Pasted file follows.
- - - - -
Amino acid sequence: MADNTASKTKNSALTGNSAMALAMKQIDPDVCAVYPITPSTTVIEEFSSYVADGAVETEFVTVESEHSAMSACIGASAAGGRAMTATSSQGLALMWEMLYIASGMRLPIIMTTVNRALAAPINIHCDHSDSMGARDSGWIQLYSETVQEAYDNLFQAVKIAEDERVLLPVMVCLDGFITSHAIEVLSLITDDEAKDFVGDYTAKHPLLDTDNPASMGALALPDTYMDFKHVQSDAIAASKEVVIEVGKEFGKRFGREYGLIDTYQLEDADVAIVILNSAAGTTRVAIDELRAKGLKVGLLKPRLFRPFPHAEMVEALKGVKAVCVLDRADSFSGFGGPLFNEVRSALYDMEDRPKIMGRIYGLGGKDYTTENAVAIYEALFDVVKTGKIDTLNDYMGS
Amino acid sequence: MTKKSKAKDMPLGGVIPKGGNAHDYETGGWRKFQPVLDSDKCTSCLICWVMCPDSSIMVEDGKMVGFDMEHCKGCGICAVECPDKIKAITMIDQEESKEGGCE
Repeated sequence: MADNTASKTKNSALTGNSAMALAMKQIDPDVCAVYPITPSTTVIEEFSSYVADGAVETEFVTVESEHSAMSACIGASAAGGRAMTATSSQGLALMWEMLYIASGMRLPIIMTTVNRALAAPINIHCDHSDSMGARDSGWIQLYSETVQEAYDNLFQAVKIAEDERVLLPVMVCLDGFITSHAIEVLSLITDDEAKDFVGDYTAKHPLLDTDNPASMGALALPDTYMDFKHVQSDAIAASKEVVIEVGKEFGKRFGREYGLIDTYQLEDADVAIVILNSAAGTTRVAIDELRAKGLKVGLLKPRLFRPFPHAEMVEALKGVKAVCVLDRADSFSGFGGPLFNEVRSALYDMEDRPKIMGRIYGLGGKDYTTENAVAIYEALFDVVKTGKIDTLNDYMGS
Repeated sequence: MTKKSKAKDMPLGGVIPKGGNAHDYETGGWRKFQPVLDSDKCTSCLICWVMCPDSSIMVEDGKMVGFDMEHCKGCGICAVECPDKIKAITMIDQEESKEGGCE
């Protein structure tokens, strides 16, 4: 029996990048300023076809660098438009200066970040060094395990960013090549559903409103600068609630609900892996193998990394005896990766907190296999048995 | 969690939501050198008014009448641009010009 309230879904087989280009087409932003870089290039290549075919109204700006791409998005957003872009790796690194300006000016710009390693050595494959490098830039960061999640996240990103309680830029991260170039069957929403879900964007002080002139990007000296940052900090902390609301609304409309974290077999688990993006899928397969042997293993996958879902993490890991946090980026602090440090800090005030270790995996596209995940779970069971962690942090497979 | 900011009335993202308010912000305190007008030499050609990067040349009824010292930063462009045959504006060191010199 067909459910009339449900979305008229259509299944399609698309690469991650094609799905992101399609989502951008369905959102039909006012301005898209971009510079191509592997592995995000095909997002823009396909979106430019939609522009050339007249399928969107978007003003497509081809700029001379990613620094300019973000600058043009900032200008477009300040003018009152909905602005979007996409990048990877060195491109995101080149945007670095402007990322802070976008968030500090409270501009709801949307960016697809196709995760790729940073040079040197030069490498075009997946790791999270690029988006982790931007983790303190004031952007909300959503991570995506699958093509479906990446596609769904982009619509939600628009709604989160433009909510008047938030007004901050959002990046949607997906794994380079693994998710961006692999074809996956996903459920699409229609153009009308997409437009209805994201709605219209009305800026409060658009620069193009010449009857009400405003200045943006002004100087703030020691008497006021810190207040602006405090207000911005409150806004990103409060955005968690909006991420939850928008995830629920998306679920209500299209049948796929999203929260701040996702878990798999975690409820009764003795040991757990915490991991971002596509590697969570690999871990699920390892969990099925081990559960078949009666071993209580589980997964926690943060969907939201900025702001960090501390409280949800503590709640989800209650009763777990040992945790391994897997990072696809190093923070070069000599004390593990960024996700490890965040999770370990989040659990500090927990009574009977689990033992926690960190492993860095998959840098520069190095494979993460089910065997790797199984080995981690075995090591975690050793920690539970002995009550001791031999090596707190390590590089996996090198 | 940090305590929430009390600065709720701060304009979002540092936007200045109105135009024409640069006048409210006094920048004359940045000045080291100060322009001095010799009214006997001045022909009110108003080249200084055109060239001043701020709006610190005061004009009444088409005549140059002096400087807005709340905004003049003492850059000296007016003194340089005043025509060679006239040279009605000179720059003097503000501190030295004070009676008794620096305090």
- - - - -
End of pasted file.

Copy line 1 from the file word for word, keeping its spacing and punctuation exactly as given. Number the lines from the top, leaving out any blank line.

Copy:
Amino acid sequence: MADNTASKTKNSALTGNSAMALAMKQIDPDVCAVYPITPSTTVIEEFSSYVADGAVETEFVTVESEHSAMSACIGASAAGGRAMTATSSQGLALMWEMLYIASGMRLPIIMTTVNRALAAPINIHCDHSDSMGARDSGWIQLYSETVQEAYDNLFQAVKIAEDERVLLPVMVCLDGFITSHAIEVLSLITDDEAKDFVGDYTAKHPLLDTDNPASMGALALPDTYMDFKHVQSDAIAASKEVVIEVGKEFGKRFGREYGLIDTYQLEDADVAIVILNSAAGTTRVAIDELRAKGLKVGLLKPRLFRPFPHAEMVEALKGVKAVCVLDRADSFSGFGGPLFNEVRSALYDMEDRPKIMGRIYGLGGKDYTTENAVAIYEALFDVVKTGKIDTLNDYMGS